Each sorority has added around 58 new young women to their chapter this year.
Recruitment consisted of long days and even longer nights. The incoming freshman and new students on campus that chose to participate in rush spent their first days getting to know girls in each of the sororities.
Eventually they narrowed their choices down from 17 to 12 to seven and then finally three based on conversations they have had with other girls and things they learn about the sororities throughout the week.
The potential new members are trying to find their home for the next four years of college. Phi Mu Mary Rose Bottcher explained what she thought of rush.
“Recruitment is tiring and one of the longest days of my life, but at the same time it is exciting to be a part of the future of my sorority,” Bottcher said.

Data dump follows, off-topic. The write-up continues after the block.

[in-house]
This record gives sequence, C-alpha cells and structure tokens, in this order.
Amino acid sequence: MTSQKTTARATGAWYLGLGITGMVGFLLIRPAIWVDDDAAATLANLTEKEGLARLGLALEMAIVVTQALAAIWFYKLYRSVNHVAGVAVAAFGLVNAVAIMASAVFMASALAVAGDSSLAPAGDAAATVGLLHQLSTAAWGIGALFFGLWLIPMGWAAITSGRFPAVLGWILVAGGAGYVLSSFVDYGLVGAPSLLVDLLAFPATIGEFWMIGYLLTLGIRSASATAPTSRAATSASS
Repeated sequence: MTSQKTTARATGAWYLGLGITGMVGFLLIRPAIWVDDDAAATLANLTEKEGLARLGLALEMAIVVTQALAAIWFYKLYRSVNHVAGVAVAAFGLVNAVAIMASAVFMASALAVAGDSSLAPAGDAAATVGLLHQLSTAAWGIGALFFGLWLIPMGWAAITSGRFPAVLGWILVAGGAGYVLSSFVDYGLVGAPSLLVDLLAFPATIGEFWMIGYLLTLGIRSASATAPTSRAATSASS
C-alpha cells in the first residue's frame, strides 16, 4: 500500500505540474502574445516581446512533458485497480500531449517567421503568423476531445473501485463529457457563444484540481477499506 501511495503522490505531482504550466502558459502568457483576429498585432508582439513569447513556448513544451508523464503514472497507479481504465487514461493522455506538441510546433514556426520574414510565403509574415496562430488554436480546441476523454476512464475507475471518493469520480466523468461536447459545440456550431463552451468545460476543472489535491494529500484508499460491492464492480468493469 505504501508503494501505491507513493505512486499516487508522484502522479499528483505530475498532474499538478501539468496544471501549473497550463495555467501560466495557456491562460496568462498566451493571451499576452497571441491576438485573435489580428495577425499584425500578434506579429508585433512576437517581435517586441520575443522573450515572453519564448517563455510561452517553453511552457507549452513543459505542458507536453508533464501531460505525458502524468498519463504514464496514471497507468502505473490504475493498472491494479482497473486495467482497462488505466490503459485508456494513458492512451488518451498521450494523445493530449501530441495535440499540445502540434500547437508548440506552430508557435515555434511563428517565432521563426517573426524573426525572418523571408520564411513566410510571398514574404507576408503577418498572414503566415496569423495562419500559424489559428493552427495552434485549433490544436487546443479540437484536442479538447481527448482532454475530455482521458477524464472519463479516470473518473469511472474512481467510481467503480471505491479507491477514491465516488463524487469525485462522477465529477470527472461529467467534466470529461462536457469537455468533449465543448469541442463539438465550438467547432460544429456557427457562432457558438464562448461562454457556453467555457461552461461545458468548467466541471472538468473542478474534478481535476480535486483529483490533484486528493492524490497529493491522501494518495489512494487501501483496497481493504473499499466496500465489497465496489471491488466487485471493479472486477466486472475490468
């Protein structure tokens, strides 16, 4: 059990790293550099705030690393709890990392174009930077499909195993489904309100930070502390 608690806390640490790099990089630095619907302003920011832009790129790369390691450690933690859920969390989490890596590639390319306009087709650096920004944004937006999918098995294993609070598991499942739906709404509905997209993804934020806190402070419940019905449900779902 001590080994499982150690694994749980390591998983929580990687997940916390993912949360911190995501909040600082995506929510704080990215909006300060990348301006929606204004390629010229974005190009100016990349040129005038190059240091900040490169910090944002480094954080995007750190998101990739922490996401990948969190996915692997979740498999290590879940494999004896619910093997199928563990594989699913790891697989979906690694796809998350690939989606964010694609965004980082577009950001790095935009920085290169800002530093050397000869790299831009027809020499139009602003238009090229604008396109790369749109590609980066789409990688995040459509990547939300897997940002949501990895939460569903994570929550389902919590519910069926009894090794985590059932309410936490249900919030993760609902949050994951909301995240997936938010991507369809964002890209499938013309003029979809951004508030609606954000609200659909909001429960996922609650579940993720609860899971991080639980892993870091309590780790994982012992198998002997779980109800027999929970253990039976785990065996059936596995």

To many young women, that is exactly what recruitment is, the future of their organization and why the final day is so important.
Bid day is when the girls are finally asked to be a part of the sorority that not only they have picked but the ones that have picked them as well.
Nikki Stanfield, a member of the Zeta Tau Alpha sorority, commented on how important bid day is to all members, new and returning.
“Bid day is important to us because it is the result of so much work and effort. We work so intensively for two weeks preparing for our new members and when bid day comes around it is so rewarding to see how all of our hard work has paid off,” Stanfield said.
Bid day is the first time the new members as well as their families get to see the chapter as a whole, and there are food and gifts for all the girls to welcome them back home or into their new family.
Greek life at Auburn is considered so important because many of these girls are well rounded and may represent several organizations on campus.
Recruitment week is not just a silly week of conversations held to make new friends; it is our future as a University and the future of the Greek chapter that has been established on campus and growing for years.